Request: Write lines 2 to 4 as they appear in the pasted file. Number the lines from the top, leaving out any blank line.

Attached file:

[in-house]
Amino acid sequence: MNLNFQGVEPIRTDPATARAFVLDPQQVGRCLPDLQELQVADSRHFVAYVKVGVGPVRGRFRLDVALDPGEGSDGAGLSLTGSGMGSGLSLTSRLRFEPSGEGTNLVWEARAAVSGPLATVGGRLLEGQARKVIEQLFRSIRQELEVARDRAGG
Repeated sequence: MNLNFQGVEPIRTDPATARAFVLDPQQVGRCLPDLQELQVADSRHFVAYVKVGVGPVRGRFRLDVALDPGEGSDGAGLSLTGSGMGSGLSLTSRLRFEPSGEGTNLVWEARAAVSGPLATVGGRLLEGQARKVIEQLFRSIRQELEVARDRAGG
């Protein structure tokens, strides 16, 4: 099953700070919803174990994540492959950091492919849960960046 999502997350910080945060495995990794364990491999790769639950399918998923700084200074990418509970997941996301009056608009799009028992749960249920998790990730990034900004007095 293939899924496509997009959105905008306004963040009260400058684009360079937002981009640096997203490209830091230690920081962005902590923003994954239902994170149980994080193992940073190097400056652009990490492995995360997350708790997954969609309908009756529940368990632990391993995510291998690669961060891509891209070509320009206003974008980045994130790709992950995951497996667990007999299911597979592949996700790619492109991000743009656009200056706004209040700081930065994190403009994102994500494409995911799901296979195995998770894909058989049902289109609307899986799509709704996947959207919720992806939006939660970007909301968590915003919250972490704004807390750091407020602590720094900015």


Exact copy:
Amino acid sequence: MNLNFQGVEPIRTDPATARAFVLDPQQVGRCLPDLQELQVADSRHFVAYVKVGVGPVRGRFRLDVALDPGEGSDGAGLSLTGSGMGSGLSLTSRLRFEPSGEGTNLVWEARAAVSGPLATVGGRLLEGQARKVIEQLFRSIRQELEVARDRAGG
Repeated sequence: MNLNFQGVEPIRTDPATARAFVLDPQQVGRCLPDLQELQVADSRHFVAYVKVGVGPVRGRFRLDVALDPGEGSDGAGLSLTGSGMGSGLSLTSRLRFEPSGEGTNLVWEARAAVSGPLATVGGRLLEGQARKVIEQLFRSIRQELEVARDRAGG
């Protein structure tokens, strides 16, 4: 099953700070919803174990994540492959950091492919849960960046 999502997350910080945060495995990794364990491999790769639950399918998923700084200074990418509970997941996301009056608009799009028992749960249920998790990730990034900004007095 293939899924496509997009959105905008306004963040009260400058684009360079937002981009640096997203490209830091230690920081962005902590923003994954239902994170149980994080193992940073190097400056652009990490492995995360997350708790997954969609309908009756529940368990632990391993995510291998690669961060891509891209070509320009206003974008980045994130790709992950995951497996667990007999299911597979592949996700790619492109991000743009656009200056706004209040700081930065994190403009994102994500494409995911799901296979195995998770894909058989049902289109609307899986799509709704996947959207919720992806939006939660970007909301968590915003919250972490704004807390750091407020602590720094900015």